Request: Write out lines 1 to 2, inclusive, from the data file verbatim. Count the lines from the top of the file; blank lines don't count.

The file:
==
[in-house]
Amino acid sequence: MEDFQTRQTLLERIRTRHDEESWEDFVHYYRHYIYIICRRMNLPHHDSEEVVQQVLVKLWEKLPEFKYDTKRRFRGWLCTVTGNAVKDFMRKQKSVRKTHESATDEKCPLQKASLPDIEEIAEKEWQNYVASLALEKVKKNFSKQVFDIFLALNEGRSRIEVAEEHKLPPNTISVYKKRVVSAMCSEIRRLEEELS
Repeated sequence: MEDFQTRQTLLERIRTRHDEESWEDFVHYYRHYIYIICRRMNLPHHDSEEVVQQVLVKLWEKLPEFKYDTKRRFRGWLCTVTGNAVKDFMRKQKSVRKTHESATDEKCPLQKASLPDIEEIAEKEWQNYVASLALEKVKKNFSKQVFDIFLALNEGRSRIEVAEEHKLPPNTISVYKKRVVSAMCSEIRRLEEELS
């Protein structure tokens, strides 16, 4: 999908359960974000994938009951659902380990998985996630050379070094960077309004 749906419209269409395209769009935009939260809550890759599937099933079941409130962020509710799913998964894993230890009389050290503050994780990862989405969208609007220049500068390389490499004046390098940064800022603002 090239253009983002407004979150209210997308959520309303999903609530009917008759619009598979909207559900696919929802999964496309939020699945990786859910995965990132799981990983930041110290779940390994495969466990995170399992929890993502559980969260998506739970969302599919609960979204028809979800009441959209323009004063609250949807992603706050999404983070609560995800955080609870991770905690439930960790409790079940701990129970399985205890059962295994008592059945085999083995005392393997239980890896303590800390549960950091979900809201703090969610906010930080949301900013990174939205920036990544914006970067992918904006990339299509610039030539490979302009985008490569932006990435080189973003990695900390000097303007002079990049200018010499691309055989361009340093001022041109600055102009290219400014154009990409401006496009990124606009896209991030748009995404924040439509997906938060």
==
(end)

[in-house]
Amino acid sequence: MEDFQTRQTLLERIRTRHDEESWEDFVHYYRHYIYIICRRMNLPHHDSEEVVQQVLVKLWEKLPEFKYDTKRRFRGWLCTVTGNAVKDFMRKQKSVRKTHESATDEKCPLQKASLPDIEEIAEKEWQNYVASLALEKVKKNFSKQVFDIFLALNEGRSRIEVAEEHKLPPNTISVYKKRVVSAMCSEIRRLEEELS